The Blue Death does not change the factual basis of the story with which door you walk through, but the story does have that drifting quality. It is not a story driven by cause and effect, nor a situationally-bound series of events. The story is intentionally CYOA-like, with choices and sections unnecessarily designated by numbers. Early choices may lead to death, or may circuitously lead around to the city in which the game is mostly set. Cheating is almost endorsed, with the user prompted to roll a die and click on “I am lucky” or “I am not lucky”, with the computer able to generate a random number if desired.

Lite spoilers in this paragraph. (more…)

Published in: on April 18, 2012 at 1:50 pm  Leave a Comment  
Tags: ,

Incredibly Cool Site for Writers…

Here we have fictional characters from various famous novels rendered pictorally by police artists.

http://thecomposites.tumblr.com/

Published in: on February 17, 2012 at 9:24 pm  Leave a Comment  
Tags: , , , , , , , ,

OWS in the news

To be honest, I’ve been surprised to see my little blog covered nationally.  But when major lobbying firms are planning a coordinated PR attack, that’s — that’s just out of control.

Published in: on November 19, 2011 at 1:59 pm  Leave a Comment  

The Latest: Occupy Bangor!

update —

I’m running with the Occupy Bangor crowd this past week. I’m online with a blog relating to that experience, which you can find at http://conradcook.wordpress.com.

That’s an unofficial blog. What you see in the news about the 99% crowd doesn’t really capture the reality.

Published in: on November 12, 2011 at 1:43 pm  Leave a Comment  

The Latest…

The latest for me is that I seem to be wrapping up my walkabout.  I say seem to because these things don’t involve a decision from me.

Wikipedia tells us the walkabout was primarily about shirking work and institutional regulation, and from my point of view this is a nontrivial dimension of it.  So to speak.  But on the other hand, the rumor really is true:  at some point, you meet yourself.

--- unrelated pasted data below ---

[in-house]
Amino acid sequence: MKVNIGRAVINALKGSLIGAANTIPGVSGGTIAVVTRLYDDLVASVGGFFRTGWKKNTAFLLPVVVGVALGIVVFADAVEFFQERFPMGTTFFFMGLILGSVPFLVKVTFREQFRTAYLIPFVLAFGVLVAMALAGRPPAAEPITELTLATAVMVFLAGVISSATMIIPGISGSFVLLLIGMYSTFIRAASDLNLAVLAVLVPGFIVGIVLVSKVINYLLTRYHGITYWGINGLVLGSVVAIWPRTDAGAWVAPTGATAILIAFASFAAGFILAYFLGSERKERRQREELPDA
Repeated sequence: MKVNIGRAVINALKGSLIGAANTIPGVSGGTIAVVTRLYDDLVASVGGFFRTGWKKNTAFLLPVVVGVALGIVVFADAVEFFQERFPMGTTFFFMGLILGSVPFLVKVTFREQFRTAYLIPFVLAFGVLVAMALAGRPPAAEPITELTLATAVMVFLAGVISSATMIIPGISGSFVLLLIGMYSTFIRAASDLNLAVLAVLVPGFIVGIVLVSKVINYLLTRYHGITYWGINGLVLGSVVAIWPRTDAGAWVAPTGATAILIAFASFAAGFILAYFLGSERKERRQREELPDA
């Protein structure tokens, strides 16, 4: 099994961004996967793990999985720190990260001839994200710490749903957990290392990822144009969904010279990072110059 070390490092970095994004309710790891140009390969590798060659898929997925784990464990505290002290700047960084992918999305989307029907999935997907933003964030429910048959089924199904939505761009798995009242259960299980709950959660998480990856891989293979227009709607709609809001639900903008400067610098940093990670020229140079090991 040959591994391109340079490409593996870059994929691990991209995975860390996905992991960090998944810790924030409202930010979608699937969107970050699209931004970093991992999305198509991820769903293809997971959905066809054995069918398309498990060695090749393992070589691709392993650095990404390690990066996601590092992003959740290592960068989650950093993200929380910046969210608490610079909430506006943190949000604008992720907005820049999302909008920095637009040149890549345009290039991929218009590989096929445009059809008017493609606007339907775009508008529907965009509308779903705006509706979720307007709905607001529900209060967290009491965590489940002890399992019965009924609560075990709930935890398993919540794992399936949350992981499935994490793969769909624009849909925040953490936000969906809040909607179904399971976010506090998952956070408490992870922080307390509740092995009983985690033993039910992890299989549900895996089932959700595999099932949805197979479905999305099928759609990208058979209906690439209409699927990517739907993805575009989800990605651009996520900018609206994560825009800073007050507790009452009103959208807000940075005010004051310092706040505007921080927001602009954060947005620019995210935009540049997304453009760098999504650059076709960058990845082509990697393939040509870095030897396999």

Hard to explain.

Ron asked if I’m going to be involved in IF Comp 2011.  I expect not.  I’m currently without a laptop, and I’m putting my daily one hour online toward a bigger project.

I remember questioning, two Comps ago, whether interactive fiction had a social code.  This due to that trivial but constant meanness we see, on r.a.if, out of that guy who pretends to be Jacek Pudlo, and so forth.

When I vanished on my first walkabout, it turns out a few of you guys got together to try to find me.  You were worried.  I got an email about it later.  It was very kind, and I realized later how definitively it answered my question. IF does indeed have a social code.

Thanks, guys.

I have a few ideas for games, which I mean to write up sometime.  But I’m really into this calamity prevention and recovery planning, and I’m not sure when I’ll get around to text games.

My college friends would often end up with spare computers kicking around.  If you’re reading this and you have an old laptop that you’re not using, it’d help me be more productive.  An hour a day doesn’t give me much.

Currently, I’m working on what (minimal) knowledge set would be needed to bootstrap modern high-tech civilization.  It’s a peculiar problem.  Currently, it seems you need kilns, to make bricks for blacksmith’s furnaces, and plenty of steel digging tools, for mining.

Without those tools, you end up in a catch-22:  The most accessible coal is deep underground, the stuff on the surface already being used up, and you can’t easily set up a blacksmith shop to make steel mining tools without coal…

It’d be tough.  It’s not inescapable, but it’d be tough.  Especially with a serious knowledge gap.  Some picks and shovels scattered around would help tremendously.

Anyway, yeah, if you have a laptop you don’t need and aren’t using, email me.  It’s taking me longer than I counted on to find work.

Published in: on October 22, 2011 at 3:09 pm  Leave a Comment  
Tags: ,